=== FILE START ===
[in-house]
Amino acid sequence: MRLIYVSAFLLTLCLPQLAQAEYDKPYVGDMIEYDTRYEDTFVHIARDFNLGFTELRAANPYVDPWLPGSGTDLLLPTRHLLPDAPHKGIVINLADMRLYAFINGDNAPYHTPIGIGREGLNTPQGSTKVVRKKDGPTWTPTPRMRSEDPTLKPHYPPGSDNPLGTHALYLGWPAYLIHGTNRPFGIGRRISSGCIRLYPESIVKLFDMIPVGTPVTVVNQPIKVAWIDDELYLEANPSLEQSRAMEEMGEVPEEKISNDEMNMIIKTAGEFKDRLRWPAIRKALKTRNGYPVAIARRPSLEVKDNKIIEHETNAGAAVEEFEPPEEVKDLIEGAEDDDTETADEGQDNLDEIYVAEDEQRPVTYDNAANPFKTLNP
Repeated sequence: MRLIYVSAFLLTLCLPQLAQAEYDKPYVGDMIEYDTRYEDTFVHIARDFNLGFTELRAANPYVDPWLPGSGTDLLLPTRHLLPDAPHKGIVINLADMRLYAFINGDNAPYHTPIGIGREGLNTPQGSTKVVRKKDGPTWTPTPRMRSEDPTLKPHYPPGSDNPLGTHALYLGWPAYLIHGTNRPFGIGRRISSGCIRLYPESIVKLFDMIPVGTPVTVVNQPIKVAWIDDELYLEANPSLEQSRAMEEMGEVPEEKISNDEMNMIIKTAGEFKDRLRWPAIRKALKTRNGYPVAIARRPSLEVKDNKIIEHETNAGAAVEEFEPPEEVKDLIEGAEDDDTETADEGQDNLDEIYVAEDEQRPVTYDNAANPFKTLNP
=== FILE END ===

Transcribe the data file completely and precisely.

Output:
[in-house]
Amino acid sequence: MRLIYVSAFLLTLCLPQLAQAEYDKPYVGDMIEYDTRYEDTFVHIARDFNLGFTELRAANPYVDPWLPGSGTDLLLPTRHLLPDAPHKGIVINLADMRLYAFINGDNAPYHTPIGIGREGLNTPQGSTKVVRKKDGPTWTPTPRMRSEDPTLKPHYPPGSDNPLGTHALYLGWPAYLIHGTNRPFGIGRRISSGCIRLYPESIVKLFDMIPVGTPVTVVNQPIKVAWIDDELYLEANPSLEQSRAMEEMGEVPEEKISNDEMNMIIKTAGEFKDRLRWPAIRKALKTRNGYPVAIARRPSLEVKDNKIIEHETNAGAAVEEFEPPEEVKDLIEGAEDDDTETADEGQDNLDEIYVAEDEQRPVTYDNAANPFKTLNP
Repeated sequence: MRLIYVSAFLLTLCLPQLAQAEYDKPYVGDMIEYDTRYEDTFVHIARDFNLGFTELRAANPYVDPWLPGSGTDLLLPTRHLLPDAPHKGIVINLADMRLYAFINGDNAPYHTPIGIGREGLNTPQGSTKVVRKKDGPTWTPTPRMRSEDPTLKPHYPPGSDNPLGTHALYLGWPAYLIHGTNRPFGIGRRISSGCIRLYPESIVKLFDMIPVGTPVTVVNQPIKVAWIDDELYLEANPSLEQSRAMEEMGEVPEEKISNDEMNMIIKTAGEFKDRLRWPAIRKALKTRNGYPVAIARRPSLEVKDNKIIEHETNAGAAVEEFEPPEEVKDLIEGAEDDDTETADEGQDNLDEIYVAEDEQRPVTYDNAANPFKTLNP